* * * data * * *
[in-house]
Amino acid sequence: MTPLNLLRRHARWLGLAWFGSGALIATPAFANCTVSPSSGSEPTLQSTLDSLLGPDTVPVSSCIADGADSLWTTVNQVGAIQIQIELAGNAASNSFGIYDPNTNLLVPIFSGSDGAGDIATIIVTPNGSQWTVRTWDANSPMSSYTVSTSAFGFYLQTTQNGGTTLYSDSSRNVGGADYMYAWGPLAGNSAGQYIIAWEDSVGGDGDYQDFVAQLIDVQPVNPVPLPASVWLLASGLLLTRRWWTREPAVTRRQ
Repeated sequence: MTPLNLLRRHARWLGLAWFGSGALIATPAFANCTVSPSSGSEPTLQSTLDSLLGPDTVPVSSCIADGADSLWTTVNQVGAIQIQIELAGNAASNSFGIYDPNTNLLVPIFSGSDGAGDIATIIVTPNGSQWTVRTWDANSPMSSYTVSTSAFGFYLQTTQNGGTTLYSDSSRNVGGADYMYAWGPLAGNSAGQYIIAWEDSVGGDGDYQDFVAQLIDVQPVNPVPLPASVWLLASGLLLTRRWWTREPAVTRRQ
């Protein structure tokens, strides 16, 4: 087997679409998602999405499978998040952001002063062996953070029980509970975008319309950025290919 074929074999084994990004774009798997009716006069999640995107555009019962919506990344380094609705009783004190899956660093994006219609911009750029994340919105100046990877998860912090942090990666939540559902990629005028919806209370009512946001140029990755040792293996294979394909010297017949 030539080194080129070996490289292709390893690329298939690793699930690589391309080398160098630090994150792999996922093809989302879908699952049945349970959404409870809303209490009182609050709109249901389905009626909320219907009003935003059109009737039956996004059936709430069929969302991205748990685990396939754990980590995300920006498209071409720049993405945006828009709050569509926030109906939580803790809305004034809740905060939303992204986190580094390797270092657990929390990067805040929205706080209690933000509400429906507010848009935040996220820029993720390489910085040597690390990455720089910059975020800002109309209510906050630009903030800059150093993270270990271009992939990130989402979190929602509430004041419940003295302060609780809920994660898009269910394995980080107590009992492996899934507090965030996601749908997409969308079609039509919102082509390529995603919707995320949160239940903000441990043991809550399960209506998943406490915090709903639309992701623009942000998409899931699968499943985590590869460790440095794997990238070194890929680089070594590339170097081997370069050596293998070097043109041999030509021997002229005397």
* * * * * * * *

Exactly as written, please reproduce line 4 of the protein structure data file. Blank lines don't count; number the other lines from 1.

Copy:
């Protein structure tokens, strides 16, 4: 087997679409998602999405499978998040952001002063062996953070029980509970975008319309950025290919 074929074999084994990004774009798997009716006069999640995107555009019962919506990344380094609705009783004190899956660093994006219609911009750029994340919105100046990877998860912090942090990666939540559902990629005028919806209370009512946001140029990755040792293996294979394909010297017949 030539080194080129070996490289292709390893690329298939690793699930690589391309080398160098630090994150792999996922093809989302879908699952049945349970959404409870809303209490009182609050709109249901389905009626909320219907009003935003059109009737039956996004059936709430069929969302991205748990685990396939754990980590995300920006498209071409720049993405945006828009709050569509926030109906939580803790809305004034809740905060939303992204986190580094390797270092657990929390990067805040929205706080209690933000509400429906507010848009935040996220820029993720390489910085040597690390990455720089910059975020800002109309209510906050630009903030800059150093993270270990271009992939990130989402979190929602509430004041419940003295302060609780809920994660898009269910394995980080107590009992492996899934507090965030996601749908997409969308079609039509919102082509390529995603919707995320949160239940903000441990043991809550399960209506998943406490915090709903639309992701623009942000998409899931699968499943985590590869460790440095794997990238070194890929680089070594590339170097081997370069050596293998070097043109041999030509021997002229005397």